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Medical students' learning of anatomy: memorisation, understanding and visualisation

Citation

Pandey, P and Zimitat, C, Medical students' learning of anatomy: memorisation, understanding and visualisation, Medical Education 2007, 41, (1) pp. 7-14. ISSN 0308-0110 (2007) [Refereed Article]


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The definitive published version is available online at: http://www3.interscience.wiley.com/

DOI: doi:10.1111/j.1365-2929.2006.02643.x

Abstract

INTRODUCTION: There is much subjective discussion, but few empirical data that explore how students approach the learning of anatomy.

AIMS: Students' perceptions of successful approaches to learning anatomy were correlated with their own approaches to learning, quality of learning and grades.

METHODS: First-year medical students (n = 97) studying anatomy at an Australian university completed an online survey including a version of the Study Process Questionnaire (SPQ) that measures approaches to learning. The quality of students' written assessment was rated using the Structure of Observed Learning Outcomes (SOLO) taxonomy. Final examination data were used for correlation with approaches and quality of learning.

RESULTS: Students perceived successful learning of anatomy as hard work, involving various combinations of memorisation, understanding and visualisation. Students' surface approach (SA) scores (mean 30 +/- 3.4) and deep approach (DA) scores (mean 31 +/- 4.2) reflected the use of both memorisation and understanding as key learning strategies in anatomy. There were significant correlations between SOLO ratings and DA scores (r = 0.24, P < 0.01), between SA scores and final grades (r = - 0.30, P < 0.01) and between SOLO ratings and final grades (r = 0.61, P < 0.01) in the subject.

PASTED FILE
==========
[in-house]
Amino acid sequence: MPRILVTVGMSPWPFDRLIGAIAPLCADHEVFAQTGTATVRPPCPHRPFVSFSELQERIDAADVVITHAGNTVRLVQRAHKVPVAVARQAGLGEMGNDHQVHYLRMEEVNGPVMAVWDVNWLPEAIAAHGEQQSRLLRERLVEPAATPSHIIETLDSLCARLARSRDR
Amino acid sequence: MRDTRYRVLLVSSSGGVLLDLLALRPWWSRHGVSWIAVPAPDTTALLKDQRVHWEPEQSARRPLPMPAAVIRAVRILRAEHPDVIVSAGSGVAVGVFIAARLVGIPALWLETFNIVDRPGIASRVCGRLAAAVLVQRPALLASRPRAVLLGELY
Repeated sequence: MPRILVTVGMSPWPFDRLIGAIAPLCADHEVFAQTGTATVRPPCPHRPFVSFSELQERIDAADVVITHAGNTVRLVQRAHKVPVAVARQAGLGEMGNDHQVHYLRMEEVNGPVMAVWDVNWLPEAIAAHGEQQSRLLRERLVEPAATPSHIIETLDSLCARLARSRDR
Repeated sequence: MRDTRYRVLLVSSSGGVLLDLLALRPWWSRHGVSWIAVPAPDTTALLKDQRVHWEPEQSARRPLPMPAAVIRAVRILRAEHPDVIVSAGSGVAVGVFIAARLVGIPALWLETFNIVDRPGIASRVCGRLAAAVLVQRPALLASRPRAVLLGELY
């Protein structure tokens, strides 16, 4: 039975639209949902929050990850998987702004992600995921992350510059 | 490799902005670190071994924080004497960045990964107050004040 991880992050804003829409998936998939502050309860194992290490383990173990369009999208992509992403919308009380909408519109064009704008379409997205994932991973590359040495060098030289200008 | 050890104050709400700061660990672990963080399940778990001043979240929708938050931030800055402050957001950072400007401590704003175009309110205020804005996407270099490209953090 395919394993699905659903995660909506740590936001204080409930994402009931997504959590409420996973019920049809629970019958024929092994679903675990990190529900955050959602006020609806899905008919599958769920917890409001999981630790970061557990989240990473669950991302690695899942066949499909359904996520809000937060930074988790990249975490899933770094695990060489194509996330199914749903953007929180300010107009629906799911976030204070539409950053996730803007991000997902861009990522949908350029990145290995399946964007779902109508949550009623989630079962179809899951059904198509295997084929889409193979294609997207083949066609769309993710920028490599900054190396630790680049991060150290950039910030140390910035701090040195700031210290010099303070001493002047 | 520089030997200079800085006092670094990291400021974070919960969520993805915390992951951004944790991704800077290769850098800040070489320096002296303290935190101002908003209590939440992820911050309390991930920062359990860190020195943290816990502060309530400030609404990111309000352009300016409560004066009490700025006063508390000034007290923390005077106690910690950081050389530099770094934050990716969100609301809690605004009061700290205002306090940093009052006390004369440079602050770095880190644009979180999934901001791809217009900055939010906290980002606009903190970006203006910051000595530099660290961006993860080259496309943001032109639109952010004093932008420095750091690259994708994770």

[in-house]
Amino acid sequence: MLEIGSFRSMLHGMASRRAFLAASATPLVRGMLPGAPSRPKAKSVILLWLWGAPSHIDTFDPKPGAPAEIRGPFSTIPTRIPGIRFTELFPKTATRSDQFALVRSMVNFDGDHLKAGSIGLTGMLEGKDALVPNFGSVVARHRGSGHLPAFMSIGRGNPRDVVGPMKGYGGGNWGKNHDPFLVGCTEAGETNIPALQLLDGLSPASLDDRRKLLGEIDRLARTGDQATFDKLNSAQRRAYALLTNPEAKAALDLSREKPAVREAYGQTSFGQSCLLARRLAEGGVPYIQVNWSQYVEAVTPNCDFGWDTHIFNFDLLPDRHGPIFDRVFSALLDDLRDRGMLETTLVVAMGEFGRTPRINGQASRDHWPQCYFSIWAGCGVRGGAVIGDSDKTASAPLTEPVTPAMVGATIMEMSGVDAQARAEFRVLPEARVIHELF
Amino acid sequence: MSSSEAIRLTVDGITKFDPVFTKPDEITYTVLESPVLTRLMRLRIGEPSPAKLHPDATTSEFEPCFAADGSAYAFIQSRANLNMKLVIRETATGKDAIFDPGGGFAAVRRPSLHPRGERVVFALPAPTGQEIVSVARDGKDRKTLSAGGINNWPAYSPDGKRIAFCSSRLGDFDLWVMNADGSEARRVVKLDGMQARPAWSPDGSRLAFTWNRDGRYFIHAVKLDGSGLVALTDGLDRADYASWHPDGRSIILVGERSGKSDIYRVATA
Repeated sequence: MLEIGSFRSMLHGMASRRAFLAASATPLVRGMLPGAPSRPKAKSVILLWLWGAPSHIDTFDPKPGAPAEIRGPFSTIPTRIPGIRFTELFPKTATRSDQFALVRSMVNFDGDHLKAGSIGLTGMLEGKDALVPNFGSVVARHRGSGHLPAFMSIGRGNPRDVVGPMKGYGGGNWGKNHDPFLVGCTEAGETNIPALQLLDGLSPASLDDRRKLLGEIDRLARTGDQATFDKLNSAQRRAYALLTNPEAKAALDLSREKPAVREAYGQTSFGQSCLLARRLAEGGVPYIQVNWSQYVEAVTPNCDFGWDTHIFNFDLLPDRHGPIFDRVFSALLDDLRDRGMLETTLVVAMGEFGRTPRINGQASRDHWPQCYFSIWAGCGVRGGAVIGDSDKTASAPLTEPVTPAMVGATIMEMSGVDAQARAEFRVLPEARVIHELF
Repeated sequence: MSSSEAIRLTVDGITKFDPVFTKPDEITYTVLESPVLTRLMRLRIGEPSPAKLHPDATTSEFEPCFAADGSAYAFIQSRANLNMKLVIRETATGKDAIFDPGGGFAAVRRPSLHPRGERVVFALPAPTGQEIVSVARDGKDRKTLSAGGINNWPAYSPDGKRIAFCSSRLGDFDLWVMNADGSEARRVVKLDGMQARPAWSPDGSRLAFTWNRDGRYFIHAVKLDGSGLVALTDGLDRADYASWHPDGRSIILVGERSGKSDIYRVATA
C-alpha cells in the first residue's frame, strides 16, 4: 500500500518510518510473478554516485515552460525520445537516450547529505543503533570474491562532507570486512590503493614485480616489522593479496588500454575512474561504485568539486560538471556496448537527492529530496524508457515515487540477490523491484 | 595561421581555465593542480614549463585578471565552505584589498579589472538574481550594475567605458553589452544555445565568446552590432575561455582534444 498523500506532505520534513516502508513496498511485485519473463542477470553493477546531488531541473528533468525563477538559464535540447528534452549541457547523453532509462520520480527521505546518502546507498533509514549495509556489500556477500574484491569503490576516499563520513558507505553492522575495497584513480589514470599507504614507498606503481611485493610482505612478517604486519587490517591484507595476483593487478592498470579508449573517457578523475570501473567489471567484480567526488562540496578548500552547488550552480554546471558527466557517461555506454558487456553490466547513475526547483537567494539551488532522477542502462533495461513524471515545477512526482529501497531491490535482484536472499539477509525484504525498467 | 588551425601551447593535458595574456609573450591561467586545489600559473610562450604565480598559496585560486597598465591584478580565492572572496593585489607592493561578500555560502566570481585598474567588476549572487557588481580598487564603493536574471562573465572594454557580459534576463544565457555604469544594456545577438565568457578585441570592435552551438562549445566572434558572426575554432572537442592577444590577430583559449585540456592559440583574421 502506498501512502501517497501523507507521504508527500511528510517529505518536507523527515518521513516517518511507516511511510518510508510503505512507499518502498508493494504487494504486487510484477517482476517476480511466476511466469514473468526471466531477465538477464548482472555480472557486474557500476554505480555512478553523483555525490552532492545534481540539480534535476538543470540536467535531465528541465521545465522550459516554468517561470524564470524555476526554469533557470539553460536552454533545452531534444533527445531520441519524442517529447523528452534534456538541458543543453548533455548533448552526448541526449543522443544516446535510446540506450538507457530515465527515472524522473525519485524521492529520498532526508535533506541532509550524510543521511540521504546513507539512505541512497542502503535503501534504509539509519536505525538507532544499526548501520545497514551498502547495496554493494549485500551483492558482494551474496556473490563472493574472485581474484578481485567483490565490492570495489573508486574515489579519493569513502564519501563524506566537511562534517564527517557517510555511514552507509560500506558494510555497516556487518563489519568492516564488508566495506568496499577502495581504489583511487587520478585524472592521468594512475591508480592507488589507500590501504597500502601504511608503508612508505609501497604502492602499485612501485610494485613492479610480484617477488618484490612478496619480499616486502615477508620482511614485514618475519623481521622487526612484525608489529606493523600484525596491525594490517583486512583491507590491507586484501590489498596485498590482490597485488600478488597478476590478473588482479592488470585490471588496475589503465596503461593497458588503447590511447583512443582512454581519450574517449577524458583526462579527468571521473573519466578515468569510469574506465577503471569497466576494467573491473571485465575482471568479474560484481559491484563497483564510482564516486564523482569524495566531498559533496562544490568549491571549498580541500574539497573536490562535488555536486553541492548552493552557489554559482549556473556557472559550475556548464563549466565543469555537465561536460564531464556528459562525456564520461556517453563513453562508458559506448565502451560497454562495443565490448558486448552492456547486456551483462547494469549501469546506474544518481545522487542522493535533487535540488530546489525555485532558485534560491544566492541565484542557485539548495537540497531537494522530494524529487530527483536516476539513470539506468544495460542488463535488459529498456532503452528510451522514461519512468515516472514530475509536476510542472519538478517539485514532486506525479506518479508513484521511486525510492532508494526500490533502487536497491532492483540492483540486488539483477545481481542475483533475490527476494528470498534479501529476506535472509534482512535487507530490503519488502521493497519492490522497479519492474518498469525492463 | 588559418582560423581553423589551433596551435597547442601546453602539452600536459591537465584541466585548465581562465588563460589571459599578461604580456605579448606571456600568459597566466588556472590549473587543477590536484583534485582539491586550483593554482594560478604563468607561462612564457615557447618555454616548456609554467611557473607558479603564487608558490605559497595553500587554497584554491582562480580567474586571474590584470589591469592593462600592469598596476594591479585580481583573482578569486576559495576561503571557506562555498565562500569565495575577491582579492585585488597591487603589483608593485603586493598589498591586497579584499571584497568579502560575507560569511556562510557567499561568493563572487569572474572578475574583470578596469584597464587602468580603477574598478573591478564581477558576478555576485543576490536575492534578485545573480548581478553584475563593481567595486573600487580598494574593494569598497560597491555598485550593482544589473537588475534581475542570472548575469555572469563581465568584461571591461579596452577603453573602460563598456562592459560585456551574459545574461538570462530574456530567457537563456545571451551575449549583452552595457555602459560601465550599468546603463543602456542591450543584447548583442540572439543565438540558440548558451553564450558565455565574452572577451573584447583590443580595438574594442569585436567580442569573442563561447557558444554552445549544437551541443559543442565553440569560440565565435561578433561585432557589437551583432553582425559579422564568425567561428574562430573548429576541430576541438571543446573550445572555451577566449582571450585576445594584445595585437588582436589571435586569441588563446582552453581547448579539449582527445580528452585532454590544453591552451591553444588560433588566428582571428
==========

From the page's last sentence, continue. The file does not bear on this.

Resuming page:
CONCLUSIONS: Approaches to learning correlate positively with the quality of learning. Successful learning of anatomy requires a balance between memorisation with understanding and visualisation. Interrelationships between these three strategies for learning anatomy in medicine and other disciplines require further investigation.

Item Details

Item Type:Refereed Article
Keywords:humans, anatomy, learning, education, medical, undergraduate, perception, students, medical psychology, questionnaires, memory, Australia
Research Division:Education
Research Group:Other Education
Research Field:Education not elsewhere classified
Objective Division:Education and Training
Objective Group:Education and Training Systems
Objective Field:Education and Training Systems not elsewhere classified
Author:Zimitat, C (Professor Craig Zimitat)
ID Code:44930
Year Published:2007
Web of Science® Times Cited:74
Deposited By:Medicine (Discipline)
Deposited On:2007-07-05
Last Modified:2012-10-17
Downloads:26 View Download Statistics

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